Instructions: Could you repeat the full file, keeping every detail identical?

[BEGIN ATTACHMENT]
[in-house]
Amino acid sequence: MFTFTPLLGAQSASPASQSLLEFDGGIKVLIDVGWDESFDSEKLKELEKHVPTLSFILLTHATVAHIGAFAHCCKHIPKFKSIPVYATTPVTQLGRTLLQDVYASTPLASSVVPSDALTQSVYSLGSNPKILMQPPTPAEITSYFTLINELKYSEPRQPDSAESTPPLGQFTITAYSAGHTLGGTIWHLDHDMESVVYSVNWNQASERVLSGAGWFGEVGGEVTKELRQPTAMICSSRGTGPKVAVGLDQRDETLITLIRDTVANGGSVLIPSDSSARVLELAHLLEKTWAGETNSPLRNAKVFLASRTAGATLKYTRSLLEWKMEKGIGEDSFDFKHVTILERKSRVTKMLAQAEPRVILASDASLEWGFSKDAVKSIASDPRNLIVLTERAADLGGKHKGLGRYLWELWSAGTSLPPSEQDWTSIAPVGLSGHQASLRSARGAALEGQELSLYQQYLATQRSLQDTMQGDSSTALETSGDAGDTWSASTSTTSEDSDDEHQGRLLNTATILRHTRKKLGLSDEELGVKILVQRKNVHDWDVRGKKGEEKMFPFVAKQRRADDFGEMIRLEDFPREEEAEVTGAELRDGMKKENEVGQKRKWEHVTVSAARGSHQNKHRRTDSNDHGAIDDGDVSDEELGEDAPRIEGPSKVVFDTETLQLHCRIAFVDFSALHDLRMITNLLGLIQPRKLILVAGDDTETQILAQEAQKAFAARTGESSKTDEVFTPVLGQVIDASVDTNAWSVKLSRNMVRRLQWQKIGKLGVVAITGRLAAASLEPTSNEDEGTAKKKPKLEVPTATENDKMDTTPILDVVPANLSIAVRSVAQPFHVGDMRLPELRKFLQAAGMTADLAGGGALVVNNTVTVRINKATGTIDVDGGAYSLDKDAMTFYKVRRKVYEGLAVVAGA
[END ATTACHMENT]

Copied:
[in-house]
Amino acid sequence: MFTFTPLLGAQSASPASQSLLEFDGGIKVLIDVGWDESFDSEKLKELEKHVPTLSFILLTHATVAHIGAFAHCCKHIPKFKSIPVYATTPVTQLGRTLLQDVYASTPLASSVVPSDALTQSVYSLGSNPKILMQPPTPAEITSYFTLINELKYSEPRQPDSAESTPPLGQFTITAYSAGHTLGGTIWHLDHDMESVVYSVNWNQASERVLSGAGWFGEVGGEVTKELRQPTAMICSSRGTGPKVAVGLDQRDETLITLIRDTVANGGSVLIPSDSSARVLELAHLLEKTWAGETNSPLRNAKVFLASRTAGATLKYTRSLLEWKMEKGIGEDSFDFKHVTILERKSRVTKMLAQAEPRVILASDASLEWGFSKDAVKSIASDPRNLIVLTERAADLGGKHKGLGRYLWELWSAGTSLPPSEQDWTSIAPVGLSGHQASLRSARGAALEGQELSLYQQYLATQRSLQDTMQGDSSTALETSGDAGDTWSASTSTTSEDSDDEHQGRLLNTATILRHTRKKLGLSDEELGVKILVQRKNVHDWDVRGKKGEEKMFPFVAKQRRADDFGEMIRLEDFPREEEAEVTGAELRDGMKKENEVGQKRKWEHVTVSAARGSHQNKHRRTDSNDHGAIDDGDVSDEELGEDAPRIEGPSKVVFDTETLQLHCRIAFVDFSALHDLRMITNLLGLIQPRKLILVAGDDTETQILAQEAQKAFAARTGESSKTDEVFTPVLGQVIDASVDTNAWSVKLSRNMVRRLQWQKIGKLGVVAITGRLAAASLEPTSNEDEGTAKKKPKLEVPTATENDKMDTTPILDVVPANLSIAVRSVAQPFHVGDMRLPELRKFLQAAGMTADLAGGGALVVNNTVTVRINKATGTIDVDGGAYSLDKDAMTFYKVRRKVYEGLAVVAGA